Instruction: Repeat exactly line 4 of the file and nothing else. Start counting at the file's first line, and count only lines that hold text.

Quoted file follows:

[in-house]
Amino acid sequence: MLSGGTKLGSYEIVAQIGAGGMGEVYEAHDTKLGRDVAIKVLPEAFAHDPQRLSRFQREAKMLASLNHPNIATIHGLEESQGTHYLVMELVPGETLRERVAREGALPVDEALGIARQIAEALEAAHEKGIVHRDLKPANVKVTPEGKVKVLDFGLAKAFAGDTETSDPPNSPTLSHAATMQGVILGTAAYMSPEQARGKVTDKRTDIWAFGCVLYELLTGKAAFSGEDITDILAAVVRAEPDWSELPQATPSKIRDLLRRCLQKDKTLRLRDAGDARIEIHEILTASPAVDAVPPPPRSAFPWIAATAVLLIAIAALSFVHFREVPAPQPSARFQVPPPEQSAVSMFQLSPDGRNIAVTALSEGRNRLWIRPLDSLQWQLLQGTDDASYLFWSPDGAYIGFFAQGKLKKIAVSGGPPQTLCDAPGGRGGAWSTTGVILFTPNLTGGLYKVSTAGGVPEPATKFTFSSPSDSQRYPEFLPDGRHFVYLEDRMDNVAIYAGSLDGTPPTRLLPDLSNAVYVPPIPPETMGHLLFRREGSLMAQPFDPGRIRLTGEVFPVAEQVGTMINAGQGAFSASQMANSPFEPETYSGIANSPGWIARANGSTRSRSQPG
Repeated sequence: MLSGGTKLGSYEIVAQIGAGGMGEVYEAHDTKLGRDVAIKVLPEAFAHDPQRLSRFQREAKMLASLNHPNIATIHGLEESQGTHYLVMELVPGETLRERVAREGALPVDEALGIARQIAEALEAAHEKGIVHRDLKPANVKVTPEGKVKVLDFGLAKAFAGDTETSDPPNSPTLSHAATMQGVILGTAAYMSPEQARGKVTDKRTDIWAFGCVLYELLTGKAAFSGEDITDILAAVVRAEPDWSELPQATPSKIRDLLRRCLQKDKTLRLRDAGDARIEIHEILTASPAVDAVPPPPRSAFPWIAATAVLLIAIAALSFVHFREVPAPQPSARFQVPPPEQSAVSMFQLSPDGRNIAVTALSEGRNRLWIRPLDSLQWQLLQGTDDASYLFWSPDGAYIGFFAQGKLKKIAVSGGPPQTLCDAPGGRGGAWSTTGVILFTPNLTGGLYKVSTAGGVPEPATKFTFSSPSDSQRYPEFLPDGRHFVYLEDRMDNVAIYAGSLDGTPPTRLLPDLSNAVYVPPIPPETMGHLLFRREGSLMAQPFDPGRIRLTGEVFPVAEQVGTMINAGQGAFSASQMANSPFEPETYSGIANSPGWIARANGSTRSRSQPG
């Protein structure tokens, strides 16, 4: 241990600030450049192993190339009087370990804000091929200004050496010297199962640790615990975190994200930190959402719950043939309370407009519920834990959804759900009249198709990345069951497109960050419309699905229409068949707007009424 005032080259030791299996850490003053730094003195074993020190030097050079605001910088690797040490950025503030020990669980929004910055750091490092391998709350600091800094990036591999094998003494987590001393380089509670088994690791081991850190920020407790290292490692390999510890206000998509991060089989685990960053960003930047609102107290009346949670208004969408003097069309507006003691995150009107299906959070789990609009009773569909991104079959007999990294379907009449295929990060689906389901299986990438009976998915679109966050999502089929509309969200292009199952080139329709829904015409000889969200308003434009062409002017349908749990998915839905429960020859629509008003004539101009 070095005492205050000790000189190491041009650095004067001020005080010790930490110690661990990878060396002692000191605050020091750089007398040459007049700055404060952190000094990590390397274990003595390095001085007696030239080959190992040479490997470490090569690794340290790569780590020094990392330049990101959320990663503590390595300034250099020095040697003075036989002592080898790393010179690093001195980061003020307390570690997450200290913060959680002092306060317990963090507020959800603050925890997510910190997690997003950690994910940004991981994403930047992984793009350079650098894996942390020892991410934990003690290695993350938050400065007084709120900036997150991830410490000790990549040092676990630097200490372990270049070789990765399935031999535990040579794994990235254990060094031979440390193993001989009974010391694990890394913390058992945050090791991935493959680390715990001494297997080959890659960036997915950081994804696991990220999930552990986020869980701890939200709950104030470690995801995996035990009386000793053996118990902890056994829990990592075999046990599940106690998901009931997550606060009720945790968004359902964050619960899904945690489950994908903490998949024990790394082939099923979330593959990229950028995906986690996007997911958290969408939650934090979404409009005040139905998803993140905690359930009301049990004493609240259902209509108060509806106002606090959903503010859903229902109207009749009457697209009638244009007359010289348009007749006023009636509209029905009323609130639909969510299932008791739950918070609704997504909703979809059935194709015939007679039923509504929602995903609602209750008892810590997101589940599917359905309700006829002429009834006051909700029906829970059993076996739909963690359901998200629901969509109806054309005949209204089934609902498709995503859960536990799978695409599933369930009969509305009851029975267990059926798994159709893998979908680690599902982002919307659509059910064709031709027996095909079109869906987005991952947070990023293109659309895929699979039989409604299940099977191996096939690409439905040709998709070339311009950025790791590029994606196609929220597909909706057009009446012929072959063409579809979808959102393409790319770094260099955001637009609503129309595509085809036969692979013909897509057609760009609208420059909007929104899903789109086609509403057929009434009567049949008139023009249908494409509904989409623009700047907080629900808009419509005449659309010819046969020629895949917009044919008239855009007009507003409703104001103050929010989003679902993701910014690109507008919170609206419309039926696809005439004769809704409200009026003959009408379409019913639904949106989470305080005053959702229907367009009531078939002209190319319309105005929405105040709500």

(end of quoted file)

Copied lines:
């Protein structure tokens, strides 16, 4: 241990600030450049192993190339009087370990804000091929200004050496010297199962640790615990975190994200930190959402719950043939309370407009519920834990959804759900009249198709990345069951497109960050419309699905229409068949707007009424 005032080259030791299996850490003053730094003195074993020190030097050079605001910088690797040490950025503030020990669980929004910055750091490092391998709350600091800094990036591999094998003494987590001393380089509670088994690791081991850190920020407790290292490692390999510890206000998509991060089989685990960053960003930047609102107290009346949670208004969408003097069309507006003691995150009107299906959070789990609009009773569909991104079959007999990294379907009449295929990060689906389901299986990438009976998915679109966050999502089929509309969200292009199952080139329709829904015409000889969200308003434009062409002017349908749990998915839905429960020859629509008003004539101009 070095005492205050000790000189190491041009650095004067001020005080010790930490110690661990990878060396002692000191605050020091750089007398040459007049700055404060952190000094990590390397274990003595390095001085007696030239080959190992040479490997470490090569690794340290790569780590020094990392330049990101959320990663503590390595300034250099020095040697003075036989002592080898790393010179690093001195980061003020307390570690997450200290913060959680002092306060317990963090507020959800603050925890997510910190997690997003950690994910940004991981994403930047992984793009350079650098894996942390020892991410934990003690290695993350938050400065007084709120900036997150991830410490000790990549040092676990630097200490372990270049070789990765399935031999535990040579794994990235254990060094031979440390193993001989009974010391694990890394913390058992945050090791991935493959680390715990001494297997080959890659960036997915950081994804696991990220999930552990986020869980701890939200709950104030470690995801995996035990009386000793053996118990902890056994829990990592075999046990599940106690998901009931997550606060009720945790968004359902964050619960899904945690489950994908903490998949024990790394082939099923979330593959990229950028995906986690996007997911958290969408939650934090979404409009005040139905998803993140905690359930009301049990004493609240259902209509108060509806106002606090959903503010859903229902109207009749009457697209009638244009007359010289348009007749006023009636509209029905009323609130639909969510299932008791739950918070609704997504909703979809059935194709015939007679039923509504929602995903609602209750008892810590997101589940599917359905309700006829002429009834006051909700029906829970059993076996739909963690359901998200629901969509109806054309005949209204089934609902498709995503859960536990799978695409599933369930009969509305009851029975267990059926798994159709893998979908680690599902982002919307659509059910064709031709027996095909079109869906987005991952947070990023293109659309895929699979039989409604299940099977191996096939690409439905040709998709070339311009950025790791590029994606196609929220597909909706057009009446012929072959063409579809979808959102393409790319770094260099955001637009609503129309595509085809036969692979013909897509057609760009609208420059909007929104899903789109086609509403057929009434009567049949008139023009249908494409509904989409623009700047907080629900808009419509005449659309010819046969020629895949917009044919008239855009007009507003409703104001103050929010989003679902993701910014690109507008919170609206419309039926696809005439004769809704409200009026003959009408379409019913639904949106989470305080005053959702229907367009009531078939002209190319319309105005929405105040709500």